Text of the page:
Whilst having a Meaningful Conversation we could not help but see a group of very excited hummingbirds, so we started to provoke thought and discussion across the possibilities and parallels between corporate and that of hummingbirds.

Mark and I sat there and then I said, ‘so why is a hummingbird so positive with energy? Hummingbirds should not physically be able to fly, and like these birds that always defy the “impossible,” ‘Mark stated to discuss that hummingbirds are among the smallest of birds, most species measuring 7.5–13 cm in length.

The fact that the hummingbird is the smallest extant bird species, the 5 cm bee hummingbird weighing less than 2.0 g, and these little winged wonders flutter their wings at a remarkable 80 times per second. Hummingbirds have essentially been reinventing themselves throughout their 22-million-year history’, which made me think of how us humans have so much to learn from these amazing little birds.

Then, there is the migration each year a hummingbird will fly from North America, in January or February to South or Central America proceeding at an average rate of about 20 miles per day, the northward migration is complete by late May. Banding studies show that each bird tends to return every year to the same place it hatched, even visiting the same feeders. The Rufous has the longest migration route of all hummingbirds—up to 3,000 miles (4.828km)—traveling from summer in Alaska to winter in Mexico.

Hummingbirds have so much association, they are associated with goddesses throughout the myths and legends of multiple cultures. In one Mayan legend, the hummingbird is the sun in disguise, trying to court a beautiful woman, who is the moon. Hopi and Zuni legends tell of hummingbirds helping humans by convincing the gods to bring rain.

An Aztec legend tells of a god who, in the form of a hummingbird, flew to the underworld to be with a goddess, who later gave birth to the earth’s first flower. A Native American hummingbird animal totem is said to aid in self-discovery and provide us the paths to self-expression and awareness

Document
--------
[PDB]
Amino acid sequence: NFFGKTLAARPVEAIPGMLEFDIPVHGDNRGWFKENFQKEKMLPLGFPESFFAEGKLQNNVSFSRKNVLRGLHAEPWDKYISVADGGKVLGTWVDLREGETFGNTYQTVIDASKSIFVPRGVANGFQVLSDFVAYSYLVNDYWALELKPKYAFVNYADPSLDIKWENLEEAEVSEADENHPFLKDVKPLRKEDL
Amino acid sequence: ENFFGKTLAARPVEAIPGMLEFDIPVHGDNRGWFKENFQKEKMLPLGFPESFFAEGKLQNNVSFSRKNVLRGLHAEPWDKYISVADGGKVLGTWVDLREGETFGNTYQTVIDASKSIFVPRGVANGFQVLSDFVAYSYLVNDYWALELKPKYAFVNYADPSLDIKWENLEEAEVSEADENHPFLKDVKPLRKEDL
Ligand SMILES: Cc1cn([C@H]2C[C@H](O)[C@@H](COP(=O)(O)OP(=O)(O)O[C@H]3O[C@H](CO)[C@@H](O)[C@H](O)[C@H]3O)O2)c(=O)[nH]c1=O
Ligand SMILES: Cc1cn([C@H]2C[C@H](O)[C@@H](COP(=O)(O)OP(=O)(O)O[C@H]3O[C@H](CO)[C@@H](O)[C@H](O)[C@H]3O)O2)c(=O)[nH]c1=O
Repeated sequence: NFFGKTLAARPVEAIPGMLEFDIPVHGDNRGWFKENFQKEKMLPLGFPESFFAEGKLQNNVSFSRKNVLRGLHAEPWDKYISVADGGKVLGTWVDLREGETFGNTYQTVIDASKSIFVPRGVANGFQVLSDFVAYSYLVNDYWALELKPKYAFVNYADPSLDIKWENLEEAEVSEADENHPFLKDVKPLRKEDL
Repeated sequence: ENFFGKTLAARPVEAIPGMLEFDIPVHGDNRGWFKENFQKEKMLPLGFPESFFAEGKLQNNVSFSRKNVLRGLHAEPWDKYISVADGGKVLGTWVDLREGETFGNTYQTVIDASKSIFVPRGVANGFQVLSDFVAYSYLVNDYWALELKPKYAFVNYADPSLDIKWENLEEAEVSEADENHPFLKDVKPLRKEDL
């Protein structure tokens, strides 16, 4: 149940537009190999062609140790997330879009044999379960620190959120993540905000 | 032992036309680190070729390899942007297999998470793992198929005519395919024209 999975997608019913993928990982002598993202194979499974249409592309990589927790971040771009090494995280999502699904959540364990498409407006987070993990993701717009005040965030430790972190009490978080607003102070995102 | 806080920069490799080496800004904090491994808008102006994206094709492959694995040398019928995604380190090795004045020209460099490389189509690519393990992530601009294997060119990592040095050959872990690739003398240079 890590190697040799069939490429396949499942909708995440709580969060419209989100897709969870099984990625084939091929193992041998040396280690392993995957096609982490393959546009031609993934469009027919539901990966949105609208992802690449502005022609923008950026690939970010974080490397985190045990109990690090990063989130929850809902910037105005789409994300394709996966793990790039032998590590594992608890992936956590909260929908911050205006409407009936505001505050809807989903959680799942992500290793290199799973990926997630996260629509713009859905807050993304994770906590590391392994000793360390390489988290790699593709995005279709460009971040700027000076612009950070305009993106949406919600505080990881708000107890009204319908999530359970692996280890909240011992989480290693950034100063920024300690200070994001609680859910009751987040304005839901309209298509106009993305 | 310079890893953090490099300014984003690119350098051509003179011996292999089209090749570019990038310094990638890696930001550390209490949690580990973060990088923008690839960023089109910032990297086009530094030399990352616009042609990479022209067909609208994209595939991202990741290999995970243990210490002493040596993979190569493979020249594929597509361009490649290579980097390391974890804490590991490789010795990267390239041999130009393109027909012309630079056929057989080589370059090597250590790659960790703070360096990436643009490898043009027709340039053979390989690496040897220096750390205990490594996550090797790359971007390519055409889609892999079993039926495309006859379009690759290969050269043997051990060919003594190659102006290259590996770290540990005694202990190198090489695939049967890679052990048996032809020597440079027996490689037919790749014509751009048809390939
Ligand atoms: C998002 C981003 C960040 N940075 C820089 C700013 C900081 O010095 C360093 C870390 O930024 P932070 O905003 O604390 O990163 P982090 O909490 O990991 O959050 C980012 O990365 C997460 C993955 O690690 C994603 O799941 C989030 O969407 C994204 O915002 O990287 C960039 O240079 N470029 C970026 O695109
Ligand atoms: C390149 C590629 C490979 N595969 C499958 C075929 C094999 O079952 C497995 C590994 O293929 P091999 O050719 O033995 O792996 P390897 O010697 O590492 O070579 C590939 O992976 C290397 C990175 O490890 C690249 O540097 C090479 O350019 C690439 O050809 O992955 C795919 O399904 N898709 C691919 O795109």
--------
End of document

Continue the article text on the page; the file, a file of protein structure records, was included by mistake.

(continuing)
Hummingbirds can only be described as Agile and Adaptable!

The Oxford dictionary meaning of Agile is Nimble, Supple, Dexterous, Acrobatic, graceful. Qualities that organisatios and leaders today certainly look at building, being and demonstrating.

It seems to me that there are leaders who are more like hummingbirds in their approach to life and leadership.
As a leader your attitude will make you or break you. The right attitude can guide you through times of adversity with poise and grace and be a source of inspiration for others to emulate. And at the end of the day it is all about the daily decisions you make.

Here are four considerations for a good positive attitude.

1 – What you choose to see. As you look over the landscape of your business or organisation do you see recession, fear and uncertainty or do you see opportunity, growth, and new markets?

What you choose to see speaks of your perceptions. Your perceptions are shaped by your attitude. That is not to say you are not mindful of the negatives that exist but you are making a choice not to be defined by them. If you are going to have an attitude of excellence it begins with what you choose to see and ignoring the rest.

2 – What you choose to believe. By its choice the hummingbird chooses new life and growth over what is dead and gone. Your belief systems form the foundation of your personal growth and that of your leadership potential. What you choose to see formulates your perceptions but your beliefs formulate how you live. This attitude is the deal breaker both personally and professionally and it truly matters.

What you choose to believe speaks of your passion. Your passions are a reflection of your attitude and that is a reflection of your heart. What you choose to believe may not always make sense at the time. Yet when you choose faith over fear, hope over despair, trust over doubt, forgiveness over resentment, and love over hate, you are living out an attitude of belief that will set you apart as a leader.

3 – How you will spend your time. The hummingbird spends its time seeking life and beauty. When your attitude is aligned with what you believe and what you see it makes how you spend your time an easier proposition.

How you spend your time is all about priorities. Whether in business or in your personal life your priorities are a good indicator of a healthy attitude. Your time is your most valuable possession and a smart leader learns how to master it.

4 – How you will live your life. The vulture and the hummingbird, for better or worse, have made their choices and live their lives accordingly. Your attitude as a leader has consequences that will determine your altitude. The choice to have a good attitude is not always easy. Someone cuts you off in traffic, the deal you thought you were going to close doesn’t happen, your earnings report falls short of expectations; a friend betrays you; these scenarios and more constantly challenge your resolve to have a good attitude.